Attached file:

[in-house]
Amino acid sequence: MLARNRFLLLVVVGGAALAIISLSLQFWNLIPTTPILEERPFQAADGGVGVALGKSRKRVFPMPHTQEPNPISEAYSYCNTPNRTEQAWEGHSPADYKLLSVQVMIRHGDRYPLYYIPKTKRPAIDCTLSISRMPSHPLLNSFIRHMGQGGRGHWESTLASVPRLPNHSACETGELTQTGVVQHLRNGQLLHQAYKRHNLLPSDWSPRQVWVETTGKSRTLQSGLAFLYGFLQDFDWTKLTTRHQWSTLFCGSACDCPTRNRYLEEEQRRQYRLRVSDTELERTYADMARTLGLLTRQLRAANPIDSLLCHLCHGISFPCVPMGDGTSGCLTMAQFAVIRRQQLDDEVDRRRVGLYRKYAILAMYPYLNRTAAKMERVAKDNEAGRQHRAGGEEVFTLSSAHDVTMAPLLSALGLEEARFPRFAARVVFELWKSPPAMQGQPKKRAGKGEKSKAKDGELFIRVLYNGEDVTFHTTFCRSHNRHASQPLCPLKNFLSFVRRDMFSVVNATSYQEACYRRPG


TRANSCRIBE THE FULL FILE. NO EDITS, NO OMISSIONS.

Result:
[in-house]
Amino acid sequence: MLARNRFLLLVVVGGAALAIISLSLQFWNLIPTTPILEERPFQAADGGVGVALGKSRKRVFPMPHTQEPNPISEAYSYCNTPNRTEQAWEGHSPADYKLLSVQVMIRHGDRYPLYYIPKTKRPAIDCTLSISRMPSHPLLNSFIRHMGQGGRGHWESTLASVPRLPNHSACETGELTQTGVVQHLRNGQLLHQAYKRHNLLPSDWSPRQVWVETTGKSRTLQSGLAFLYGFLQDFDWTKLTTRHQWSTLFCGSACDCPTRNRYLEEEQRRQYRLRVSDTELERTYADMARTLGLLTRQLRAANPIDSLLCHLCHGISFPCVPMGDGTSGCLTMAQFAVIRRQQLDDEVDRRRVGLYRKYAILAMYPYLNRTAAKMERVAKDNEAGRQHRAGGEEVFTLSSAHDVTMAPLLSALGLEEARFPRFAARVVFELWKSPPAMQGQPKKRAGKGEKSKAKDGELFIRVLYNGEDVTFHTTFCRSHNRHASQPLCPLKNFLSFVRRDMFSVVNATSYQEACYRRPG